Nostalgia is one heck of a powerful drug, and especially so if this sense of sentimentality stems from a particularly fond, enjoyable, or indelible memory. It could be the very first movie that left the deepest impression on you as a kid, or the very first book that managed to successfully teleport you into a new world, and for many in the action role-playing (ARPG) and gaming community, Diablo II was one of the more memorable undertakings to a dark fantasy realm during its era of release.
The adventure has been a well-travelled one for the past 21 years, and its end is still nowhere in sight. While the game’s player base is no longer as active as its peak days, the game is in hale condition, backed up by a dedicated group of enthusiasts, and enjoying the occasional wave of fresh updates and patches.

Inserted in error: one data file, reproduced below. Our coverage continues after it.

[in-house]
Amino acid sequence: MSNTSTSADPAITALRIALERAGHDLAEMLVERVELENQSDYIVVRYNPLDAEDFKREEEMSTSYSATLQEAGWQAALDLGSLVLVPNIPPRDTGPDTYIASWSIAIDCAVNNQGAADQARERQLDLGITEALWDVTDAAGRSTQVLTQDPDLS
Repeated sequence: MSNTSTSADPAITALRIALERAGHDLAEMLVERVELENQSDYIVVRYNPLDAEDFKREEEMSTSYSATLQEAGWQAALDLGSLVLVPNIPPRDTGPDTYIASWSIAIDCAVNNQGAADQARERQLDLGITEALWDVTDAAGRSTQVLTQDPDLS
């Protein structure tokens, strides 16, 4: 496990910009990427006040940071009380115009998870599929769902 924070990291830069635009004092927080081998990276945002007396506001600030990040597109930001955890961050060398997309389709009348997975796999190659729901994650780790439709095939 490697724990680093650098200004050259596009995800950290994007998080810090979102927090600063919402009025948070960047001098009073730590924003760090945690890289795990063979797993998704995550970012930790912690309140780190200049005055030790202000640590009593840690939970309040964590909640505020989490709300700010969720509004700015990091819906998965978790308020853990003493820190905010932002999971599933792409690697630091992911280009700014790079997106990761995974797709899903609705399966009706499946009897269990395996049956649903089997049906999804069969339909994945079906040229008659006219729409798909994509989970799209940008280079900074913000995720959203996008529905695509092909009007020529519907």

Hell, as an aging classic, is certainly doing well enough, and that’s an impressive feat by itself. But even the finest-looking or oldest hermit crabs will eventually have to change out their beautiful, homely shells, and that’s what Diablo II is getting sometime this year: a new, shiny coat of paint. Diablo II: Resurrected is the end result of this wardrobe change, complete with signature and familiar elements from the original, as well as minimal changes to everything else.
That’s because the upcoming title is not a remake, but a remaster instead – and it’s one that seeks to honour the authenticity of the original.